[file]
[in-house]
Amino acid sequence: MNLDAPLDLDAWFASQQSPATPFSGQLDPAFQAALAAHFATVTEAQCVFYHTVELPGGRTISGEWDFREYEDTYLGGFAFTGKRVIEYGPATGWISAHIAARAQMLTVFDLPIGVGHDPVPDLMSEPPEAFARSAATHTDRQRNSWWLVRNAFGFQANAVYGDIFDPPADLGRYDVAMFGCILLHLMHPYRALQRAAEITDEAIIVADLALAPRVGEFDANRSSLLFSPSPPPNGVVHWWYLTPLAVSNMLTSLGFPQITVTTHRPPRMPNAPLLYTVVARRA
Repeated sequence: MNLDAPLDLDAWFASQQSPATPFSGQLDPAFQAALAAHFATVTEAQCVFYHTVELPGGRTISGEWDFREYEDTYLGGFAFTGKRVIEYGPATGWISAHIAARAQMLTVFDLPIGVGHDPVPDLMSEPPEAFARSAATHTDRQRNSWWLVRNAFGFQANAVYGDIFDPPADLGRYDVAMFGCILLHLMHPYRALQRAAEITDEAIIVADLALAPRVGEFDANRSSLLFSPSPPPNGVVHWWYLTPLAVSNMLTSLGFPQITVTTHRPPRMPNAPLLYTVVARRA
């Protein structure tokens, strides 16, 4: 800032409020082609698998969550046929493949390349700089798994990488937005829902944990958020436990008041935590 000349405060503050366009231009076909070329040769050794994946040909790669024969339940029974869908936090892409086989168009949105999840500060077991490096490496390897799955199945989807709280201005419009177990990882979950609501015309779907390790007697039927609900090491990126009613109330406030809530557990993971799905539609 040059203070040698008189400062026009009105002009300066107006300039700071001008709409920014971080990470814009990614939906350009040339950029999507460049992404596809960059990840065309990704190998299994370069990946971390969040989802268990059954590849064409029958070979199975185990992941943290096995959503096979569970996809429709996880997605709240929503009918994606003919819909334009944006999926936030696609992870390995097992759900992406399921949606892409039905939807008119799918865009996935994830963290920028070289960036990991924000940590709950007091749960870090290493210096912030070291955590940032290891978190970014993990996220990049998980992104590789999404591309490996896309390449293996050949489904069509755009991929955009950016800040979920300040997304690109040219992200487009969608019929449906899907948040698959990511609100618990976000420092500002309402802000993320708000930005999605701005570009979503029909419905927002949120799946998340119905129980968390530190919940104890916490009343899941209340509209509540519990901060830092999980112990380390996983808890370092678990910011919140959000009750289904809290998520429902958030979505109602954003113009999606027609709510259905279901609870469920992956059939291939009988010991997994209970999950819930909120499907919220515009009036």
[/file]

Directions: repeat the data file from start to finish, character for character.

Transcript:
[in-house]
Amino acid sequence: MNLDAPLDLDAWFASQQSPATPFSGQLDPAFQAALAAHFATVTEAQCVFYHTVELPGGRTISGEWDFREYEDTYLGGFAFTGKRVIEYGPATGWISAHIAARAQMLTVFDLPIGVGHDPVPDLMSEPPEAFARSAATHTDRQRNSWWLVRNAFGFQANAVYGDIFDPPADLGRYDVAMFGCILLHLMHPYRALQRAAEITDEAIIVADLALAPRVGEFDANRSSLLFSPSPPPNGVVHWWYLTPLAVSNMLTSLGFPQITVTTHRPPRMPNAPLLYTVVARRA
Repeated sequence: MNLDAPLDLDAWFASQQSPATPFSGQLDPAFQAALAAHFATVTEAQCVFYHTVELPGGRTISGEWDFREYEDTYLGGFAFTGKRVIEYGPATGWISAHIAARAQMLTVFDLPIGVGHDPVPDLMSEPPEAFARSAATHTDRQRNSWWLVRNAFGFQANAVYGDIFDPPADLGRYDVAMFGCILLHLMHPYRALQRAAEITDEAIIVADLALAPRVGEFDANRSSLLFSPSPPPNGVVHWWYLTPLAVSNMLTSLGFPQITVTTHRPPRMPNAPLLYTVVARRA
């Protein structure tokens, strides 16, 4: 800032409020082609698998969550046929493949390349700089798994990488937005829902944990958020436990008041935590 000349405060503050366009231009076909070329040769050794994946040909790669024969339940029974869908936090892409086989168009949105999840500060077991490096490496390897799955199945989807709280201005419009177990990882979950609501015309779907390790007697039927609900090491990126009613109330406030809530557990993971799905539609 040059203070040698008189400062026009009105002009300066107006300039700071001008709409920014971080990470814009990614939906350009040339950029999507460049992404596809960059990840065309990704190998299994370069990946971390969040989802268990059954590849064409029958070979199975185990992941943290096995959503096979569970996809429709996880997605709240929503009918994606003919819909334009944006999926936030696609992870390995097992759900992406399921949606892409039905939807008119799918865009996935994830963290920028070289960036990991924000940590709950007091749960870090290493210096912030070291955590940032290891978190970014993990996220990049998980992104590789999404591309490996896309390449293996050949489904069509755009991929955009950016800040979920300040997304690109040219992200487009969608019929449906899907948040698959990511609100618990976000420092500002309402802000993320708000930005999605701005570009979503029909419905927002949120799946998340119905129980968390530190919940104890916490009343899941209340509209509540519990901060830092999980112990380390996983808890370092678990910011919140959000009750289904809290998520429902958030979505109602954003113009999606027609709510259905279901609870469920992956059939291939009988010991997994209970999950819930909120499907919220515009009036």